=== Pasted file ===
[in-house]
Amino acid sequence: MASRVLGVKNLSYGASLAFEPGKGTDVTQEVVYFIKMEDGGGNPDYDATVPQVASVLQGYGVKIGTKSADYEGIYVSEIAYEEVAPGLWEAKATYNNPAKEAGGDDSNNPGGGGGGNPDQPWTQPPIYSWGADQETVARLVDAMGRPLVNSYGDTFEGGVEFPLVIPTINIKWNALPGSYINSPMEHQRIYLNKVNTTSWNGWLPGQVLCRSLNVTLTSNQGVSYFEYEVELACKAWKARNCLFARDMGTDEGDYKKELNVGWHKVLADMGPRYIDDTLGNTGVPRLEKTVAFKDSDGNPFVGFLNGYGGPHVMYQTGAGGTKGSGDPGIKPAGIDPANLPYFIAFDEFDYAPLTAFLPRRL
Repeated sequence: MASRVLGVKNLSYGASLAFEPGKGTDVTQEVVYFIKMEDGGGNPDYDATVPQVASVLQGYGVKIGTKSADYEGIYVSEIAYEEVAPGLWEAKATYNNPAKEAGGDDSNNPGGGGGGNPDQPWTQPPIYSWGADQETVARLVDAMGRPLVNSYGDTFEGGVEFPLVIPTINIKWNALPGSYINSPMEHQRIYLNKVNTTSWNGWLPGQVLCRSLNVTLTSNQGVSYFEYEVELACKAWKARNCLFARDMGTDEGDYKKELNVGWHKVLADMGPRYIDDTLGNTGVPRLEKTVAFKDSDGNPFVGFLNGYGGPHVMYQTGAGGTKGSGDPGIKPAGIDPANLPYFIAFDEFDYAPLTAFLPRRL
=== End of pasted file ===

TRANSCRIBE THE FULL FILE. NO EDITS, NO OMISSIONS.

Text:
[in-house]
Amino acid sequence: MASRVLGVKNLSYGASLAFEPGKGTDVTQEVVYFIKMEDGGGNPDYDATVPQVASVLQGYGVKIGTKSADYEGIYVSEIAYEEVAPGLWEAKATYNNPAKEAGGDDSNNPGGGGGGNPDQPWTQPPIYSWGADQETVARLVDAMGRPLVNSYGDTFEGGVEFPLVIPTINIKWNALPGSYINSPMEHQRIYLNKVNTTSWNGWLPGQVLCRSLNVTLTSNQGVSYFEYEVELACKAWKARNCLFARDMGTDEGDYKKELNVGWHKVLADMGPRYIDDTLGNTGVPRLEKTVAFKDSDGNPFVGFLNGYGGPHVMYQTGAGGTKGSGDPGIKPAGIDPANLPYFIAFDEFDYAPLTAFLPRRL
Repeated sequence: MASRVLGVKNLSYGASLAFEPGKGTDVTQEVVYFIKMEDGGGNPDYDATVPQVASVLQGYGVKIGTKSADYEGIYVSEIAYEEVAPGLWEAKATYNNPAKEAGGDDSNNPGGGGGGNPDQPWTQPPIYSWGADQETVARLVDAMGRPLVNSYGDTFEGGVEFPLVIPTINIKWNALPGSYINSPMEHQRIYLNKVNTTSWNGWLPGQVLCRSLNVTLTSNQGVSYFEYEVELACKAWKARNCLFARDMGTDEGDYKKELNVGWHKVLADMGPRYIDDTLGNTGVPRLEKTVAFKDSDGNPFVGFLNGYGGPHVMYQTGAGGTKGSGDPGIKPAGIDPANLPYFIAFDEFDYAPLTAFLPRRL